MetLife: New, Younger Borrowers Need Reverse Mortgages

The reverse mortgage borrower of today is getting younger, and the age may be declining even further as a result of the financial stresses of the past four years, according to a study released this week by MetLife’s Mature Market Institute.

This new group of borrowers is also using the reverse mortgage in a new way: to lower household debt, rather than to enhance lifestyle, as was more common in the past. Further, due to declining home values, an increasing number of borrowers can’t qualify, according to data compiled by the National Council on Aging and Metlife.

The study, based  on Department of Housing and Urban Development reverse mortgage counseling data collected between September and November 2010, using NCOA’s FIT tool, shows the average borrower is about 73 years old today, but the average age of those who went through counseling was even younger—at 71.5.


Borrowers are getting younger at the same time relative costs of taking a reverse mortgage have increased, MetLife reports, noting that for about 32% of counseling clients, their existing mortgage may exceed 50% of the value of their home and they may not have enough equity to qualify.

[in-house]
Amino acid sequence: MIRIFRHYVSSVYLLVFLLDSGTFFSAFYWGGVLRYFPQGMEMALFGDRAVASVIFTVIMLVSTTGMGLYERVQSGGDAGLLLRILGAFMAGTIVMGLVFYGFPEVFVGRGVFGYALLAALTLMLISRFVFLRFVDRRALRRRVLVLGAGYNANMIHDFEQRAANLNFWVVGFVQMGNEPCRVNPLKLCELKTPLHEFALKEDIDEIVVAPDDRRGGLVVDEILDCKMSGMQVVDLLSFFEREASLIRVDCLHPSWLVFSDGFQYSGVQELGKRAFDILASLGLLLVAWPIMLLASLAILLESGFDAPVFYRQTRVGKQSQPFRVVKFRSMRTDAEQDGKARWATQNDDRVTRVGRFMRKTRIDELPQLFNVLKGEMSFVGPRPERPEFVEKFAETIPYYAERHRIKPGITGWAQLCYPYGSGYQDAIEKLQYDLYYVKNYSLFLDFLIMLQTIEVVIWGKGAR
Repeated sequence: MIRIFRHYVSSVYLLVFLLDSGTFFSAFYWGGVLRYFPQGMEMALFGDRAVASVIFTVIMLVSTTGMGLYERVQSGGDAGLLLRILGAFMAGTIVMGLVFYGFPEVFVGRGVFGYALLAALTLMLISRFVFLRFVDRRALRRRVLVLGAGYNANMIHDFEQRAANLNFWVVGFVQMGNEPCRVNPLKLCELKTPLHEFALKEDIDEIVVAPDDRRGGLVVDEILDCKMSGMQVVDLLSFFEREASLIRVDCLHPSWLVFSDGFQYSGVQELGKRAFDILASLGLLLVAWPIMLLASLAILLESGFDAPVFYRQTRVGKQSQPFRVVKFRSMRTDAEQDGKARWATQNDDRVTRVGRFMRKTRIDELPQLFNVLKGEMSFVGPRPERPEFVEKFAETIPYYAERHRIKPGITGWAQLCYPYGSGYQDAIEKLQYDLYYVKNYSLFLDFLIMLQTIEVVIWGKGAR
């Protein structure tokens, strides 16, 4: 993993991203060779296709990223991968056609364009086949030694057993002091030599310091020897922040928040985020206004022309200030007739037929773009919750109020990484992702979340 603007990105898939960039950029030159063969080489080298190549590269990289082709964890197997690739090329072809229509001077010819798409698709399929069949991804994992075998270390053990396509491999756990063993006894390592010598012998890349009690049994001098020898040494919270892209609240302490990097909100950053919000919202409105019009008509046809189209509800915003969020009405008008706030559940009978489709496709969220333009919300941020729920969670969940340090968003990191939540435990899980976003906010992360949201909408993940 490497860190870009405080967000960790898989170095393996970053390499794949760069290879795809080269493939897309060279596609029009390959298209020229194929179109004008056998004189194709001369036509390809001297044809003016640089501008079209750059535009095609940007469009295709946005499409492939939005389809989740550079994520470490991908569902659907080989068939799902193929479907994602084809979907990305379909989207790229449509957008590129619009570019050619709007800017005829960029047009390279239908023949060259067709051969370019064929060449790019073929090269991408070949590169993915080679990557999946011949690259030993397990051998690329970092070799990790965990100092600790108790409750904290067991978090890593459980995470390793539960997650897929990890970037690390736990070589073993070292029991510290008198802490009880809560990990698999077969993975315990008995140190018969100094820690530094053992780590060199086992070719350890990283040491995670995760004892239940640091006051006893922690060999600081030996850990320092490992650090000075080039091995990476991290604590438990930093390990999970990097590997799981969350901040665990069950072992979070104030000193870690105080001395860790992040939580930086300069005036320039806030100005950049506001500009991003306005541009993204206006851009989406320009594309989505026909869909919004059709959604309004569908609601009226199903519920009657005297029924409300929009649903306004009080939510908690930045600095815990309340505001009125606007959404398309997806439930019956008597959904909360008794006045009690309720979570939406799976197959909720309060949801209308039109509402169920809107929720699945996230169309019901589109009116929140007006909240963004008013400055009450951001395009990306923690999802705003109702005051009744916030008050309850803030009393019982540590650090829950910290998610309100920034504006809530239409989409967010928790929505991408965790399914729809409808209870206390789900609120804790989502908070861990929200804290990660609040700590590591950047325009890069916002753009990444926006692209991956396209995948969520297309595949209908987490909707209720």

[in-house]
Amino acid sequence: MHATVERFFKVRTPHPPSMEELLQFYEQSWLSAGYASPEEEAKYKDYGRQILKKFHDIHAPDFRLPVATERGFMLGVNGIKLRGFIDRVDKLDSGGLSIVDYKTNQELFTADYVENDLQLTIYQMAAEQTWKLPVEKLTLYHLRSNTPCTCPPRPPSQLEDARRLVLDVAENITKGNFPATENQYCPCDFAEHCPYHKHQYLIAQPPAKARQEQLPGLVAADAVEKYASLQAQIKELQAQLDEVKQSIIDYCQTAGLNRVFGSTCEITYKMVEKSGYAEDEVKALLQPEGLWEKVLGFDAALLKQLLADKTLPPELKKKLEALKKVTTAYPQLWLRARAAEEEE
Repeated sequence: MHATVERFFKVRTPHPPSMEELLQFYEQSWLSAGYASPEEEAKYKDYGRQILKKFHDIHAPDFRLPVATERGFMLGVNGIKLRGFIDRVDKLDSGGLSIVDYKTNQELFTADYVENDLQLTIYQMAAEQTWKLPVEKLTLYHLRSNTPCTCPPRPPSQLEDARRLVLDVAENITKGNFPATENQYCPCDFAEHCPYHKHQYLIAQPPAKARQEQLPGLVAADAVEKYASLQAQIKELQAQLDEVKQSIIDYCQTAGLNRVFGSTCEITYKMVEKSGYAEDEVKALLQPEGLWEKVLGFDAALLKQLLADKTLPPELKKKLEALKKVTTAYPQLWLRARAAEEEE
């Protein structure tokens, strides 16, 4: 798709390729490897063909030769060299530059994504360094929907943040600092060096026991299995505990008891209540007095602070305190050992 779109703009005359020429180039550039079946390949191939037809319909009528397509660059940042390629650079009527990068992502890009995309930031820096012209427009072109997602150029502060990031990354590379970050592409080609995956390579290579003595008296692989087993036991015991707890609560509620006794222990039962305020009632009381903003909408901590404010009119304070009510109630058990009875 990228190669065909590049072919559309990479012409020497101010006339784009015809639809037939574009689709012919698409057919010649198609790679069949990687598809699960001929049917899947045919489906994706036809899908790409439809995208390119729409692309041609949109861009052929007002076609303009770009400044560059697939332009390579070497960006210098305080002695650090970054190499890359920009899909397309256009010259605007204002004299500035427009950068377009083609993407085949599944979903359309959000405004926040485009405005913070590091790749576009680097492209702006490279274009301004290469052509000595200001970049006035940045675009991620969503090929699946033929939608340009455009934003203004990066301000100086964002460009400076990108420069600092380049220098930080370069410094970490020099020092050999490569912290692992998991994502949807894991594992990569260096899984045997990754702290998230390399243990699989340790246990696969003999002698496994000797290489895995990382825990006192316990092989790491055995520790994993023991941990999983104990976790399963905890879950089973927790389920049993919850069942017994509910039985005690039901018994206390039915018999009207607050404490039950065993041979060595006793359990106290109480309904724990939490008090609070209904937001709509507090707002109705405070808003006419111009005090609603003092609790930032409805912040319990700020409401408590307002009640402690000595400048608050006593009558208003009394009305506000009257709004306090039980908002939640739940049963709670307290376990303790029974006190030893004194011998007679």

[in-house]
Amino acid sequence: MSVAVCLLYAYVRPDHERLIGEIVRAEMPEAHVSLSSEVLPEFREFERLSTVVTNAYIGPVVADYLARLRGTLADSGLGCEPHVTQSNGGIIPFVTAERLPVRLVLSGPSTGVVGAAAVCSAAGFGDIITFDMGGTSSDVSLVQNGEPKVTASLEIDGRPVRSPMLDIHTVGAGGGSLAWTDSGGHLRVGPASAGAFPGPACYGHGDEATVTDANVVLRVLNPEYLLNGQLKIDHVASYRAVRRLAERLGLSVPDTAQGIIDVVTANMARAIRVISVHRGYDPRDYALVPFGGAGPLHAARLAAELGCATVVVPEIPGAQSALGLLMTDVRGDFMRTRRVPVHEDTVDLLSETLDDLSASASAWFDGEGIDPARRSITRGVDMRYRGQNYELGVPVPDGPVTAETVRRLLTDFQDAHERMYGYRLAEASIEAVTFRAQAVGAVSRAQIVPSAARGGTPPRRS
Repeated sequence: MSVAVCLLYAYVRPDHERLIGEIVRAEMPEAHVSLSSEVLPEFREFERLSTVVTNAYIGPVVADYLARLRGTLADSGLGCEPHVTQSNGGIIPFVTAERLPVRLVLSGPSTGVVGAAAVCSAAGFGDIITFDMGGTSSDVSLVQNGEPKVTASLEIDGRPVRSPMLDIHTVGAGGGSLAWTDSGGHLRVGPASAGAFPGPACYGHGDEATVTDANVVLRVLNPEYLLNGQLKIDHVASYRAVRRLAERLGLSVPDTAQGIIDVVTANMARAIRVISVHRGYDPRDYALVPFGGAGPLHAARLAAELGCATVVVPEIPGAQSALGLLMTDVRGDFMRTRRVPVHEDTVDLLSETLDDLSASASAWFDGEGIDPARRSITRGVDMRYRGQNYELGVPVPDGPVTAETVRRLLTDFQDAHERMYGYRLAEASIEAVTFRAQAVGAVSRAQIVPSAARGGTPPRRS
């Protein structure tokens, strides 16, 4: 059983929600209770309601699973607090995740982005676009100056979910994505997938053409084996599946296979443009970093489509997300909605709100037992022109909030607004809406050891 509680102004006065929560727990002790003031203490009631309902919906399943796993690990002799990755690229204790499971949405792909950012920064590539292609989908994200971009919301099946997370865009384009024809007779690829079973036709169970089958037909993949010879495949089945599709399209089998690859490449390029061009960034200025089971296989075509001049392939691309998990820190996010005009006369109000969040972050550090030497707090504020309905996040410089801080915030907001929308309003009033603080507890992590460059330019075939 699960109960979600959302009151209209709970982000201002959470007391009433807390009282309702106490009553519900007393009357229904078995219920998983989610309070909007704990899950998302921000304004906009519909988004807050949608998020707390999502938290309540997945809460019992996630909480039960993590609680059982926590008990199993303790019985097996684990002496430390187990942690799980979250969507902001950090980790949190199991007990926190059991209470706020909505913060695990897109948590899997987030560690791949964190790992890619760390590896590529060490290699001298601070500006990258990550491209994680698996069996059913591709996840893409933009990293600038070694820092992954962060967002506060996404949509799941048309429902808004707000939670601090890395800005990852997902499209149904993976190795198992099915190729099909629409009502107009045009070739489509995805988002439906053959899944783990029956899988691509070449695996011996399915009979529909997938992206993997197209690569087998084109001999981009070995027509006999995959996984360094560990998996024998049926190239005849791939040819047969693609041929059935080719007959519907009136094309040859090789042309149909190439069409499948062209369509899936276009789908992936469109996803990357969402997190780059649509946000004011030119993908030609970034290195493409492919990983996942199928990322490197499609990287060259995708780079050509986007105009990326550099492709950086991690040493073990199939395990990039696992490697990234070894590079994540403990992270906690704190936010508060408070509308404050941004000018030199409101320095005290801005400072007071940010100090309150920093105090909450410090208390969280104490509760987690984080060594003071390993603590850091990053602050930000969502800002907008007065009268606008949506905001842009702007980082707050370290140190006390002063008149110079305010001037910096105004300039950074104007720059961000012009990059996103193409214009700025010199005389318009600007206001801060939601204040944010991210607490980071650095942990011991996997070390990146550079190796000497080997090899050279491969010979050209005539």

“The higher relative cost of these loans at younger ages suggests that there must be other factors that account for the influx of homeowners under age 70 who are interested in, or taking out reverse mortgages,” the report states.

Boomers are willing to take on more debt to fund major purchases today, as senior households increased debt between 2004 and 2007. They may also have overextended themselves financially, leading to the need to tap into home equity sooner.

“Several years ago, many older homeowners took out this loan as a way to enhance their quality of life,” the report says. “But now, people who consider these loans are more concerned about urgent financial needs, including lowering debt…. For older homeowners with sizable debt, a reverse mortgage may be the only way they can retire. This strategy, however, can also increase financial risks if borrowers do not manage their spending or rapidly draw down their home equity.”